We found an extremely caring service. Staff demonstrated very caring values and showed a very positive regard for what was important and mattered to people. They had developed very positive relationships with the people they supported. The trust developed between people and staff helped promote people’s independence, confidence and helped them achieve good outcomes. We saw staff regularly went the extra mile for people, to provide compassionate care which ensured people’s comfort and met their preferences.

Respect for equality, diversity and human rights was thoroughly embedded within the service and integral to everything the staff did. People were treated with dignity and respect by staff who understood the importance of this. The new ‘Moving with Dignity’ initiative gave people more choice, involvement and dignity around their care support.

People continued to feel safe using the service and staff ensured that risks to their health and safety were reduced. Recruitment procedures remained robust. There were enough staff to ensure a consistent and reliable service. Safeguarding policies and procedures were in place and staff were aware of the procedures to follow in the event of concerns. People were supported to take their medicines safely.

People were supported to have maximum choice and control of their lives and staff supported them in the least restrictive way possible. Staff followed the principles of the Mental Capacity Act 2005 when there were concerns people lacked capacity and important decisions needed to be made.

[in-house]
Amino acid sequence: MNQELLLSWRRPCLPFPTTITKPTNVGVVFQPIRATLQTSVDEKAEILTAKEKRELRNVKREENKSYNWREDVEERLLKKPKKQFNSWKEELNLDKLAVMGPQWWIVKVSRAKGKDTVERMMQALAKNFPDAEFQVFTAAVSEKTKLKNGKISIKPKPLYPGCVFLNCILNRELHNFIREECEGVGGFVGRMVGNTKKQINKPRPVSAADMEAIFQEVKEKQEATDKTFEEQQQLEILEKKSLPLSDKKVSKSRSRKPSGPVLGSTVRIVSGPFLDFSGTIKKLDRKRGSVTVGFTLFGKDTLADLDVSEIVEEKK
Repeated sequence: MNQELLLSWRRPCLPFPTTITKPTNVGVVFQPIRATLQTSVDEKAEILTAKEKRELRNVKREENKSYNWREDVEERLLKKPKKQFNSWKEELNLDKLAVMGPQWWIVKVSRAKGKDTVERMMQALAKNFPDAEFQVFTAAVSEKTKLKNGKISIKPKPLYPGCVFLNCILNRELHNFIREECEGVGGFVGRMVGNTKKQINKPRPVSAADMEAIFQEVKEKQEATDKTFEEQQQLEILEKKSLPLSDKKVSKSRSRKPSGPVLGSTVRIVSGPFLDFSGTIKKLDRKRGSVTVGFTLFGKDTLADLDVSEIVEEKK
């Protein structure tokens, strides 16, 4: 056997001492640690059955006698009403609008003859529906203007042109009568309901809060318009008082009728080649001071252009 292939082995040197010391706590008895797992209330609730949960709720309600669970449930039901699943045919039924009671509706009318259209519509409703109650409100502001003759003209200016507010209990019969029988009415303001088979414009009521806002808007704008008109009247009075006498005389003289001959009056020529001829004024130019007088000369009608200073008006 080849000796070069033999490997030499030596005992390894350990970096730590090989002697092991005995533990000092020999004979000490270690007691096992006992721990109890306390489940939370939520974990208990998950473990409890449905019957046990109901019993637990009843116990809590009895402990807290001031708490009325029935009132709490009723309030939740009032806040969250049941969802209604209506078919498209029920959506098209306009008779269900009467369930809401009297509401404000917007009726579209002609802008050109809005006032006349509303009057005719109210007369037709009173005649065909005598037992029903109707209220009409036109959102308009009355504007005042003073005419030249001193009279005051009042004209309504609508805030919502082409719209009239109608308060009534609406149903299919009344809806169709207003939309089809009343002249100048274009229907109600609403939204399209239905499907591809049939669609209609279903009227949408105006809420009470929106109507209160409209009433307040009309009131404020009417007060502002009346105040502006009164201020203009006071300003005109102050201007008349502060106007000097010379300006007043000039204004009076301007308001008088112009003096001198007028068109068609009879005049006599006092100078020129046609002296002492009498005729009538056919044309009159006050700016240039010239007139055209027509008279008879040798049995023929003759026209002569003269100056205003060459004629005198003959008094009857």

People’s nutritional needs were assessed and staff supported people to make sure they ate and drank enough. Staff worked closely with healthcare professionals to make sure the care and support met people’s needs and they received medical attention when necessary.

Staff received a wide range of training and we received positive feedback about the effective care and support they provided. Staff received regular supervision and an annual appraisal to support their continued professional development.

People received person-centred and responsive care from staff who had a clear understanding of their current support needs. People praised staff skill and knowledge and said staff knew their needs well. People were involved in setting their own goals which contributed to the successful reablement outcomes. People had good access to a range of aids and equipment which supported their safety and return to independence.

People were signposted and supported to access local community groups to promote inclusion, independence and a healthy lifestyle.

We received very positive feedback about the management of the service. People, relatives, professionals and staff told us the registered manager was very approachable, caring and responsive to feedback. They were also committed to delivering high quality care and fostered a person-centred, open and inclusive culture within the service. The service had recently undergone review and there had been many changes including the model of care, staff teams and roles. Staff felt supported through this process. A range of audits and checks were undertaken to ensure the service continued to perform to a high standard. People’s feedback was regularly sought to determine whether any improvements were needed to the service. Effective systems were in place to manage complaints and concerns.